Prague Spring

invasion of CzechoslovakiaSoviet invasion of CzechoslovakiaCzechoslovakiaSoviet invasion1968Prague Spring of 1968Soviet intervention in Czechoslovakia1968 invasion of Czechoslovakiaoccupation of Czechoslovakia1968 Occupation
The Prague Spring (Pražské jaro, Pražská jar) was a period of political liberalization and mass protest in Czechoslovakia as a Communist state after World War II. It began on 5 January 1968, when reformist Alexander Dubček was elected First Secretary of the Communist Party of Czechoslovakia (KSČ), and continued until 21 August 1968, when the Soviet Union and other members of the Warsaw Pact invaded the country to suppress the reforms.wikipedia
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Alexander Dubček

Alexander DubcekDubčekDubcek
It began on 5 January 1968, when reformist Alexander Dubček was elected First Secretary of the Communist Party of Czechoslovakia (KSČ), and continued until 21 August 1968, when the Soviet Union and other members of the Warsaw Pact invaded the country to suppress the reforms. As President Antonín Novotný was losing support, Alexander Dubček, First Secretary of the regional Communist Party of Slovakia, and economist Ota Šik challenged him at a meeting of the Central Committee.
He attempted to reform the communist government during the Prague Spring but was forced to resign following the Warsaw Pact invasion in August 1968.

Warsaw Pact invasion of Czechoslovakia

Soviet invasion of Czechoslovakiainvasion of CzechoslovakiaOperation Danube
It began on 5 January 1968, when reformist Alexander Dubček was elected First Secretary of the Communist Party of Czechoslovakia (KSČ), and continued until 21 August 1968, when the Soviet Union and other members of the Warsaw Pact invaded the country to suppress the reforms.
The invasion successfully stopped Alexander Dubček's Prague Spring liberalisation reforms and strengthened the authority of the authoritarian wing within the Communist Party of Czechoslovakia (KSČ).

Slovakia

SlovakSVKSlovak Republic
After national discussion of dividing the country into a federation of three republics, Bohemia, Moravia-Silesia and Slovakia, Dubček oversaw the decision to split into two, the Czech Socialist Republic and Slovak Socialist Republic.
Attempts to liberalize communism in Czechoslovakia culminated in the Prague Spring, which was crushed by the Warsaw Pact invasion of Czechoslovakia in August 1968.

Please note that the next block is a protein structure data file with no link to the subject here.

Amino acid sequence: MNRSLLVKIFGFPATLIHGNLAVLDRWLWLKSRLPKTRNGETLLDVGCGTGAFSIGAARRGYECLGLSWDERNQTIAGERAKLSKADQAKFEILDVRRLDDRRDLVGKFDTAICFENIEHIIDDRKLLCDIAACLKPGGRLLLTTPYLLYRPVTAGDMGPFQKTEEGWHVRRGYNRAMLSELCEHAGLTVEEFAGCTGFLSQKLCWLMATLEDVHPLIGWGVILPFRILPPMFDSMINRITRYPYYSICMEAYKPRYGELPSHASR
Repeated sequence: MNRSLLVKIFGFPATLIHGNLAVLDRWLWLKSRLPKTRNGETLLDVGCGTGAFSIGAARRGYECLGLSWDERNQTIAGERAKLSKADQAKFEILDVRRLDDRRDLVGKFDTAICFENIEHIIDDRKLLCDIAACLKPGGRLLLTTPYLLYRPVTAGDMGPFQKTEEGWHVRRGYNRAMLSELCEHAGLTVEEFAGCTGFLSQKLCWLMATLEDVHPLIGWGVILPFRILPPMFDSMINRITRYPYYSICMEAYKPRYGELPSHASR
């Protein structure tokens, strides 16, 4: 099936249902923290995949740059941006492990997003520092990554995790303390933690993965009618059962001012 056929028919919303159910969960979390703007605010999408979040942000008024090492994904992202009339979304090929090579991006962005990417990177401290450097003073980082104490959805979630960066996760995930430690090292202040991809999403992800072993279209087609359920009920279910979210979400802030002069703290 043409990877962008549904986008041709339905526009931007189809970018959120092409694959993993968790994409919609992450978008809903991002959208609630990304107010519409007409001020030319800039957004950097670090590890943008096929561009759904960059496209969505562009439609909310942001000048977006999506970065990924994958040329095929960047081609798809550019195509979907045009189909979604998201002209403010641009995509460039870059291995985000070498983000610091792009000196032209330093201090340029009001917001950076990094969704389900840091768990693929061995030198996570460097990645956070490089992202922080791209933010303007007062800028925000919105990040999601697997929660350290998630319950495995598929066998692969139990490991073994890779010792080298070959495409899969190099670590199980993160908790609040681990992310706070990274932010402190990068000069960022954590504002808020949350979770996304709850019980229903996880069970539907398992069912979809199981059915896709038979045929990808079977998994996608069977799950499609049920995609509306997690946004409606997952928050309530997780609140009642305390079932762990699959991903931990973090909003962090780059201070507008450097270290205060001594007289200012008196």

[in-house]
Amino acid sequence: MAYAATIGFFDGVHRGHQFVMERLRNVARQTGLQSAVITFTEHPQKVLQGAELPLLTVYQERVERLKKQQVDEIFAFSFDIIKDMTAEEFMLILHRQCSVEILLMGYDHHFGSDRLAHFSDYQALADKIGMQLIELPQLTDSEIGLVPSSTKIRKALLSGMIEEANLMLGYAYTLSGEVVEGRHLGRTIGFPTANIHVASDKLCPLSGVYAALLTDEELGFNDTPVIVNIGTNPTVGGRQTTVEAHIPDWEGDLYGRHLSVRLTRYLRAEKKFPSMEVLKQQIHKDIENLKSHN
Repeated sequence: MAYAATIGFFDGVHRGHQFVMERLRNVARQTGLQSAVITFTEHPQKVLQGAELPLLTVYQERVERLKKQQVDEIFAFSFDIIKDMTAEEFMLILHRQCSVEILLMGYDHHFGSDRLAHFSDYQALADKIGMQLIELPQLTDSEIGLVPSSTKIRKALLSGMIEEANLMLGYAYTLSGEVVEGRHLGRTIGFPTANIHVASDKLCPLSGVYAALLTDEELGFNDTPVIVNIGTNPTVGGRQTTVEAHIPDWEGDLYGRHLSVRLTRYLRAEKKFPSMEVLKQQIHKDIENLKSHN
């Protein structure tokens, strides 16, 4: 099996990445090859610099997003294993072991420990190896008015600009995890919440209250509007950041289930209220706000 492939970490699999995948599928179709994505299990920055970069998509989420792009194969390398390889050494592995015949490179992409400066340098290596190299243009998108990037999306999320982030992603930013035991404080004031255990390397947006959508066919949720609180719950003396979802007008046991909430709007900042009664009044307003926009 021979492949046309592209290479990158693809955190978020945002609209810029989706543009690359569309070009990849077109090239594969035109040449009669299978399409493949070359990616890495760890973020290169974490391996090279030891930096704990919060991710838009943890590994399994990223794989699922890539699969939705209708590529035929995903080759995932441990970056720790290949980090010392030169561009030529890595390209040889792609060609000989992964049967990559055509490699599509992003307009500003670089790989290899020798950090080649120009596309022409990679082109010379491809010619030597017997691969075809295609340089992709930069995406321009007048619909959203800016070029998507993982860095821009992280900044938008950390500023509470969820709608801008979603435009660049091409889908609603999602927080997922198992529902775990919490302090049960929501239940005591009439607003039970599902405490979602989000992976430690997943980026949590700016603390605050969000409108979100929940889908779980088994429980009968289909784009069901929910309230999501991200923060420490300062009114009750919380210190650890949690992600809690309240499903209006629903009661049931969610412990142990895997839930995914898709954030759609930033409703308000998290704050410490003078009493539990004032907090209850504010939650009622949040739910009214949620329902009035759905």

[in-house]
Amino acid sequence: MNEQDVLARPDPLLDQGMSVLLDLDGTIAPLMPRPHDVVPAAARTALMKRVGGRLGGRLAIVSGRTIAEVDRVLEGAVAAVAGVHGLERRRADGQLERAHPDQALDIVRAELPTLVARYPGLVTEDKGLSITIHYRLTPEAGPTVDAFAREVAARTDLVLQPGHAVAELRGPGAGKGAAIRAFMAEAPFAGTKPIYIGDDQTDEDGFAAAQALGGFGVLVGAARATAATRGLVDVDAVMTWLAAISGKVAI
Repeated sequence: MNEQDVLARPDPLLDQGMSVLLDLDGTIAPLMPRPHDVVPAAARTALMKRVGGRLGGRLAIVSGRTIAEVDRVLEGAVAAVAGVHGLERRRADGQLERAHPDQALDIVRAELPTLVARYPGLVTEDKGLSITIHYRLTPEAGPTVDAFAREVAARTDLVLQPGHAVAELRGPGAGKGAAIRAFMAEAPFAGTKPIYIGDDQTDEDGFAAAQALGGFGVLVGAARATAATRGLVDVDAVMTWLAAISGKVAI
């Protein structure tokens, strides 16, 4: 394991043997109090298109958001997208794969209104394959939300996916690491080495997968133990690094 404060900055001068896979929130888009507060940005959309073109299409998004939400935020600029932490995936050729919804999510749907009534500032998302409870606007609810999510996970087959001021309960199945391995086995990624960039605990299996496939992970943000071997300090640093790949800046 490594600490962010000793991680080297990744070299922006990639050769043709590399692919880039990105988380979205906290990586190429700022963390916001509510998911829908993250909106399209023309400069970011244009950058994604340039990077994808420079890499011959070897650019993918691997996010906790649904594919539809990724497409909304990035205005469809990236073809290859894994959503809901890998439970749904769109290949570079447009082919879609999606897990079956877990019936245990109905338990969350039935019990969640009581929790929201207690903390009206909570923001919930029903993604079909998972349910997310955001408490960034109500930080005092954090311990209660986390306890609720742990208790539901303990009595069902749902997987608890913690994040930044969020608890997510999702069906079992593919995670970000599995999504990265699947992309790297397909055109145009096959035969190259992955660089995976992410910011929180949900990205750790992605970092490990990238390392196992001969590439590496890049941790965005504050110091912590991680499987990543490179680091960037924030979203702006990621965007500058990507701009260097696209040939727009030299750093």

Jan Palach

Palach
It became a high-profile example of civilian-based defense; there were sporadic acts of violence and several protest suicides by self-immolation (the most famous being that of Jan Palach), but no military resistance.
His self-immolation was a political protest against the end of the Prague Spring resulting from the 1968 invasion of Czechoslovakia by the Warsaw Pact armies.

Václav Havel

Vaclav HavelHavelPresident Havel
The Prague Spring inspired music and literature including the work of Václav Havel, Karel Husa, Karel Kryl and Milan Kundera's novel The Unbearable Lightness of Being.
After participating in the Prague Spring and being blacklisted after the invasion of Czechoslovakia, he became more politically active and helped found several dissident initiatives, including Charter 77 and the Committee for the Defense of the Unjustly Prosecuted.

The Unbearable Lightness of Being

novelnovel of the same namethe film adaptation
The Prague Spring inspired music and literature including the work of Václav Havel, Karel Husa, Karel Kryl and Milan Kundera's novel The Unbearable Lightness of Being.
The Unbearable Lightness of Being (Nesnesitelná lehkost bytí) is a 1984 novel by Milan Kundera, about two women, two men, a dog and their lives in the 1968 Prague Spring period of Czechoslovak history.

Prague

Prague, Czech RepublicPrague, CzechoslovakiaPraha
The Prague Spring reforms were a strong attempt by Dubček to grant additional rights to the citizens of Czechoslovakia in an act of partial decentralization of the economy and democratization. Novotný then invited the secretary-general of the Communist Party of Soviet Union, Leonid Brezhnev, to Prague that December, seeking support; but Brezhnev was surprised at the extent of the opposition to Novotný and thus supported his removal as Czechoslovakia's leader.
It was the Prague Spring, which aimed at the renovation of institutions in a democratic way.

Czechoslovakia

CzechoslovakCzechCzechoslovakian
The process of de-Stalinization in Czechoslovakia had begun under Antonín Novotný in the late 1950s and early 1960s, but had progressed more slowly than in most other states of the Eastern Bloc.
A period of political liberalization in 1968, known as the Prague Spring, was forcibly ended when the Soviet Union, assisted by several other Warsaw Pact countries, invaded Czechoslovakia.

Czechoslovak Socialist Republic

CzechoslovakiaCommunist CzechoslovakiaČSSR
The Prague Spring (Pražské jaro, Pražská jar) was a period of political liberalization and mass protest in Czechoslovakia as a Communist state after World War II.
With the exception of the Prague Spring in the late-1960s, Czechoslovakia was characterized by the absence of democracy and competitiveness of its Western European counterparts as part of the Cold War.

Normalization (Czechoslovakia)

normalizationnormalisationNormalization period
After the invasion, Czechoslovakia entered a period known as "normalization": subsequent leaders attempted to restore the political and economic values that had prevailed before Dubček gained control of the KSČ.
It was characterized by the restoration of the conditions prevailing before the Prague Spring reform period led by First Secretary Alexander Dubček of the Communist Party of Czechoslovakia (KSČ) earlier in 1968 and the subsequent preservation of the new status quo.

Eastern Bloc

Soviet blocCommunist BlocSocialist Bloc
The process of de-Stalinization in Czechoslovakia had begun under Antonín Novotný in the late 1950s and early 1960s, but had progressed more slowly than in most other states of the Eastern Bloc.
That year, the communist victory in former French Indochina following the end of the Vietnam War gave the Eastern Bloc renewed confidence after it had been frayed by Soviet leader Leonid Brezhnev's 1968 invasion of Czechoslovakia to suppress the Prague Spring.

Ota Šik

Ota SikŠik, Ota
As President Antonín Novotný was losing support, Alexander Dubček, First Secretary of the regional Communist Party of Slovakia, and economist Ota Šik challenged him at a meeting of the Central Committee.